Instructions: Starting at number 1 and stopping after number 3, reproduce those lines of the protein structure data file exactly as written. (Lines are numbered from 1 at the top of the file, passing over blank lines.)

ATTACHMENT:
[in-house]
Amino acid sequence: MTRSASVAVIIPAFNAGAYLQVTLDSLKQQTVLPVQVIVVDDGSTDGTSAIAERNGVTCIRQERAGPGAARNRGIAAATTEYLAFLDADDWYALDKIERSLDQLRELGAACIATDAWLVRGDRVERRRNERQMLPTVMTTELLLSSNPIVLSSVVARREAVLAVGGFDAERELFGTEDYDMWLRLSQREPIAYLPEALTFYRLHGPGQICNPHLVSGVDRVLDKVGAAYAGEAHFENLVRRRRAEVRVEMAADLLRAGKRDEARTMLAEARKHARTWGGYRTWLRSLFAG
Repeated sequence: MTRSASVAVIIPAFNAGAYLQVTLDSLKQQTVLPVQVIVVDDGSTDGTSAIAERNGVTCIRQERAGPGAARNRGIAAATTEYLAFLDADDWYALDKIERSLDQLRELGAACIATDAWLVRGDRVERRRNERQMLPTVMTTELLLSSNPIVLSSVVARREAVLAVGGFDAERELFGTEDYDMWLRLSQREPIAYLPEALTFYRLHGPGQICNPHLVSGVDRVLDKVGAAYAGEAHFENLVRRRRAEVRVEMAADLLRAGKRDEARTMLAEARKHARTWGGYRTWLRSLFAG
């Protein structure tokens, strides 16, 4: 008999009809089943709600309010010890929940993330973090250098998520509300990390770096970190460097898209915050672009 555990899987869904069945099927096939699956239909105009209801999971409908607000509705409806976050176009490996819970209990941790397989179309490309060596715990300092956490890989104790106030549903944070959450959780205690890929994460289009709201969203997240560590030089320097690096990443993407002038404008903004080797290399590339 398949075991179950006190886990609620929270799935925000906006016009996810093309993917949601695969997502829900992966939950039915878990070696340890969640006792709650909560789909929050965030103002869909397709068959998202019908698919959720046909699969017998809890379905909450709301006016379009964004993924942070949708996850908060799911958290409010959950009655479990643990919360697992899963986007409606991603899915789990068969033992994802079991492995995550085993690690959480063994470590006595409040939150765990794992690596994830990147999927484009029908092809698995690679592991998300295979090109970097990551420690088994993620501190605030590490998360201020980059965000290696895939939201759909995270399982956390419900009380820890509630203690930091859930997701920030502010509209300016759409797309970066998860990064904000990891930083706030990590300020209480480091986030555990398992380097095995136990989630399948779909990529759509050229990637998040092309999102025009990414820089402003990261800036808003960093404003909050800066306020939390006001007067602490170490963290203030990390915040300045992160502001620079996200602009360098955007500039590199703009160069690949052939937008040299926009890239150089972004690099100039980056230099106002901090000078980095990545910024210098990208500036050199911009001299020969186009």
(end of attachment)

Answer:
[in-house]
Amino acid sequence: MTRSASVAVIIPAFNAGAYLQVTLDSLKQQTVLPVQVIVVDDGSTDGTSAIAERNGVTCIRQERAGPGAARNRGIAAATTEYLAFLDADDWYALDKIERSLDQLRELGAACIATDAWLVRGDRVERRRNERQMLPTVMTTELLLSSNPIVLSSVVARREAVLAVGGFDAERELFGTEDYDMWLRLSQREPIAYLPEALTFYRLHGPGQICNPHLVSGVDRVLDKVGAAYAGEAHFENLVRRRRAEVRVEMAADLLRAGKRDEARTMLAEARKHARTWGGYRTWLRSLFAG
Repeated sequence: MTRSASVAVIIPAFNAGAYLQVTLDSLKQQTVLPVQVIVVDDGSTDGTSAIAERNGVTCIRQERAGPGAARNRGIAAATTEYLAFLDADDWYALDKIERSLDQLRELGAACIATDAWLVRGDRVERRRNERQMLPTVMTTELLLSSNPIVLSSVVARREAVLAVGGFDAERELFGTEDYDMWLRLSQREPIAYLPEALTFYRLHGPGQICNPHLVSGVDRVLDKVGAAYAGEAHFENLVRRRRAEVRVEMAADLLRAGKRDEARTMLAEARKHARTWGGYRTWLRSLFAG